It is extremely important to realise is when we are allowing ourselves to apply heuristic short-cuts and when we must apply rigorous objective analysis to avoid being misled. When a friend invites us around for dinner at 7.00 PM there is absolutely no need to subject their statement to rigorous critical appraisal, however whenever we read a newspaper article, listen to a politician speaking on the radio or watch an advert on the TV, it is much more important to apply critical analysis, even if we tend to agree with what is being said.

In order to maintain a more objective view of reality it is vitally important to read between the lines because what is omitted is often far more important that what is presented by the media as "objective fact"; to critically doubt everything that comes out of a politician's mouth, even if you find yourself instinctively agreeing with them at the time; or to carefully consider the tricks and techniques being used by the advertiser to incentivise us to pay for their products even if we instinctively want to buy them.

The more effort we expend on combating confirmation bias, the more natural it becomes to us,  however it will always be impossible to live ones entire life on a unbiased plain of perfect rationality and objectivity. This means that it is important to recognise when it is necessary to deliberately adopt a more objective and critical stance and also to be aware that we will continue to live most of our lives in a much more comfortable cloud of subjectivity, unsubstantiated opinion and heuristics.

We must recognise when we are allowing ourselves to adopt such a heuristic state, since a great deal of propaganda can slip through as we relax, peruse a seemingly lightweight magazine, read a crappy novel or watch a soap opera. "Soft media" is actually an ideal medium for propagating social stereotypes, facile generalisations, fallacious arguments and the like, precisely because most people choose to read a celebrity magazine or watch a soap opera as an escape from the hard world of critical analysis. Once we are in this relaxed, uncritical, heuristic state lazing around in front of the TV or comfort reading we are much less likely to subject the subject matter to painstaking objective analysis, meaning confirmation bias is more likely to allow subjective and distorted ideas to leak into our consciousness.

As a crudely oversimplified conclusion, I suppose I could say that: As we observe a subject matter, the first step towards avoiding confirmation bias, and the subjective distortions it creates, is to try to be aware of our own state as we are making the observation.

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Tuesday, September 18, 2012

About an annoying anti-religious Facebook meme

Original version of the anti-religious Facebook meme.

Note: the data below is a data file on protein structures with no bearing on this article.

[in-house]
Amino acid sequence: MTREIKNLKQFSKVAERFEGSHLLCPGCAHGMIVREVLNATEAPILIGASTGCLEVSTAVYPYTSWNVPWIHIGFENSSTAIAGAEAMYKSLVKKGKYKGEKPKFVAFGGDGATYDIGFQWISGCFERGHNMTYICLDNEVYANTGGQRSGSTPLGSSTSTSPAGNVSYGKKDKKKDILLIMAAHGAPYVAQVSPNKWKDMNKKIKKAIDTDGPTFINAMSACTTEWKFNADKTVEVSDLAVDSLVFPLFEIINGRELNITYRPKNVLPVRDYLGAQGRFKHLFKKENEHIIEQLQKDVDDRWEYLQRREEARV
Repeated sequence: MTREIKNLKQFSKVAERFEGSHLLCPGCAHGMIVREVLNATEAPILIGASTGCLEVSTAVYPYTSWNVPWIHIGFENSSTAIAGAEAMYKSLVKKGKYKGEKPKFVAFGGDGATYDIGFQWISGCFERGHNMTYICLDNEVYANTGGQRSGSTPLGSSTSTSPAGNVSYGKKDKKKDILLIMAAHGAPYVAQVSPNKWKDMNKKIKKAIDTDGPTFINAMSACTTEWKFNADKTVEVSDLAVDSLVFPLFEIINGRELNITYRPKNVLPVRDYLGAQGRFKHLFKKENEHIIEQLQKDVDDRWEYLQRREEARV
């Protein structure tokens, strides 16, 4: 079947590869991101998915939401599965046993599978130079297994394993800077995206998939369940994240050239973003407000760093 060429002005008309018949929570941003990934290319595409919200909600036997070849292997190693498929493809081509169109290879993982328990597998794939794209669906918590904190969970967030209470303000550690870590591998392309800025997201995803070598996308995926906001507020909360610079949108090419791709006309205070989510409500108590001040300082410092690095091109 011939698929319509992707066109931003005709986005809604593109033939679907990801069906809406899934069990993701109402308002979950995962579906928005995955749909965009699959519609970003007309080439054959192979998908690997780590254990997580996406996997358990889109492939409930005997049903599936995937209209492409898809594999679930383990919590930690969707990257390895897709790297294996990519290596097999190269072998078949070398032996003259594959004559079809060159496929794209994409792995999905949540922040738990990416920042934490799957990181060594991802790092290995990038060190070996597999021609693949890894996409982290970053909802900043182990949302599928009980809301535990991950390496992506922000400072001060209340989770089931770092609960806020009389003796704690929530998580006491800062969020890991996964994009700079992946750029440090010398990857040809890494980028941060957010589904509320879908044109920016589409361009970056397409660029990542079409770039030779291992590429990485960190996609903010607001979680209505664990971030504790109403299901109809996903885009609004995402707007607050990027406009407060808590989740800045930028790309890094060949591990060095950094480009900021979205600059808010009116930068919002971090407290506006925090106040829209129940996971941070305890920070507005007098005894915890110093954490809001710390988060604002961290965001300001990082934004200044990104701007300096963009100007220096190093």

Take a look at this anti-religious meme that is being spread on Facebook by a page called "Rationalist". As I write, the image has been liked well over 500 times and over 800 people thought it was so great that they decided to share it with all their social network friends.

Lets just skip past the appalling grammar in the second paragraph and the fact that it jumps between gender specific in the first paragraph and gender neutral in the second paragraph, to investigate exactly how rational the statement is. After all it bloody well should be rational if the originator is a page called "Rationalist" shouldn't it?

The first and most obvious flaw is that the whole statement is based upon a glaringly obvious false duality. People cannot be crudely divided into the mutually exclusive sets; "scientist" and "religious person" since many scientists are in fact religious. Believing in God and believing in the validity of the scientific method are by no means mutually exclusive.

Just in case you are uncertain about this false duality, here is a short list of just a few of the many Christians that have made notable contributions to science:

Roger Bacon: Franciscan friar that emphasised empiricism as the foundation of knowledge.
William of Ockham: Franciscan friar who worked on logic and physics and famously described the principle of parsimony that bears his name (Occam's razor).
Nicolas Copernicus:  A Catholic that introduced the heliocentric worldview.
John Napier: Protestant inventor of logarithms.
René Descartes: A staunch Catholic and a key thinker of the scientific revolution.
Blaise Pascal: Jansenist who did pioneering work in physics and mathematics.
Robert Boyle: Scottish chemist, physicist and inventor who argued that the study of science could improve the glorification of God.
Isaac Newton: Widely regarded as one of the greatest mathematicians of all time, however he actually produced a much greater quantity of theological papers than mathematical works!
Carrolus Linnaeus: Lutherian theologian and the father of modern taxonomy.
Gregor Mendel: The Augustinian abbot who is known as the father of modern genetics for his painstaking work on inherited traits in pea plants.
Michael Faraday: Glasite church elder and famous English physicist who did pioneering work in the study of electromagnetism and electrochemistry.
Louis Pasteur: Catholic inventor of the pasteurisation method and pioneer in the field of vaccination.